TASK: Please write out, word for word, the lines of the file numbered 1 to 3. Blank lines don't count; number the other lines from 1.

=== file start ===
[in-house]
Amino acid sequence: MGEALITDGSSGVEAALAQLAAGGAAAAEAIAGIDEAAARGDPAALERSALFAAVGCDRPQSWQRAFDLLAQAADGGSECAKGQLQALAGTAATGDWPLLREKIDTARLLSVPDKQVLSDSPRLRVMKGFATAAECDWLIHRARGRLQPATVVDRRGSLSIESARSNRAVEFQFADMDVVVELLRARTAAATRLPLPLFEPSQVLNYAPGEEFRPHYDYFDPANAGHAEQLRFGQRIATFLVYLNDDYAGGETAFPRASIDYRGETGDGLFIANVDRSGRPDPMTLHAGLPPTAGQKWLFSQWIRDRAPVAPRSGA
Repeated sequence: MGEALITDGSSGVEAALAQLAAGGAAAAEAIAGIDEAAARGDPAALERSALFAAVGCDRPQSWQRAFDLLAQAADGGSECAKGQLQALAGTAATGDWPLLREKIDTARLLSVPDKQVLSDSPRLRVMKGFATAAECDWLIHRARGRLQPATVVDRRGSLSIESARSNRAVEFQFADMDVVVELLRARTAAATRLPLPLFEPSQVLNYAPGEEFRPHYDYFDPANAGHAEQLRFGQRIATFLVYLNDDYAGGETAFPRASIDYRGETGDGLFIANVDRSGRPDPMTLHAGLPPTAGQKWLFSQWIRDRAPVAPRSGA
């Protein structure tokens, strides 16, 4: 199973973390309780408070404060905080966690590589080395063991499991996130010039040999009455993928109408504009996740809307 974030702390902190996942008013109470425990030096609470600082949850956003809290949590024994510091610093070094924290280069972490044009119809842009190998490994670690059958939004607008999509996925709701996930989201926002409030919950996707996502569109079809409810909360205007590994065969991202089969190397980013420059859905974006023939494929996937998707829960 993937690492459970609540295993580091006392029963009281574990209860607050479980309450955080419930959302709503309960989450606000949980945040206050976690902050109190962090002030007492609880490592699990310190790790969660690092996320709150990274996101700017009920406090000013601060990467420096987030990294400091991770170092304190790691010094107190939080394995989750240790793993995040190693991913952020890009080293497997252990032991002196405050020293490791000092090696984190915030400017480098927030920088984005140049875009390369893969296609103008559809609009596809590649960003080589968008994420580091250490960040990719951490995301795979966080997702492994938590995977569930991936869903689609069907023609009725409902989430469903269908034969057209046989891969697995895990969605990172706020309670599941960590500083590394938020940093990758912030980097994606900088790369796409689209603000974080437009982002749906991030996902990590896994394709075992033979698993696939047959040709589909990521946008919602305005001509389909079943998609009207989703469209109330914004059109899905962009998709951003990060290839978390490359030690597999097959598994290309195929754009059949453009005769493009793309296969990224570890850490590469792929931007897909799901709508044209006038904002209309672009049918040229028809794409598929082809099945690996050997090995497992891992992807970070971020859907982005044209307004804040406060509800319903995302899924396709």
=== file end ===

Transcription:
[in-house]
Amino acid sequence: MGEALITDGSSGVEAALAQLAAGGAAAAEAIAGIDEAAARGDPAALERSALFAAVGCDRPQSWQRAFDLLAQAADGGSECAKGQLQALAGTAATGDWPLLREKIDTARLLSVPDKQVLSDSPRLRVMKGFATAAECDWLIHRARGRLQPATVVDRRGSLSIESARSNRAVEFQFADMDVVVELLRARTAAATRLPLPLFEPSQVLNYAPGEEFRPHYDYFDPANAGHAEQLRFGQRIATFLVYLNDDYAGGETAFPRASIDYRGETGDGLFIANVDRSGRPDPMTLHAGLPPTAGQKWLFSQWIRDRAPVAPRSGA
Repeated sequence: MGEALITDGSSGVEAALAQLAAGGAAAAEAIAGIDEAAARGDPAALERSALFAAVGCDRPQSWQRAFDLLAQAADGGSECAKGQLQALAGTAATGDWPLLREKIDTARLLSVPDKQVLSDSPRLRVMKGFATAAECDWLIHRARGRLQPATVVDRRGSLSIESARSNRAVEFQFADMDVVVELLRARTAAATRLPLPLFEPSQVLNYAPGEEFRPHYDYFDPANAGHAEQLRFGQRIATFLVYLNDDYAGGETAFPRASIDYRGETGDGLFIANVDRSGRPDPMTLHAGLPPTAGQKWLFSQWIRDRAPVAPRSGA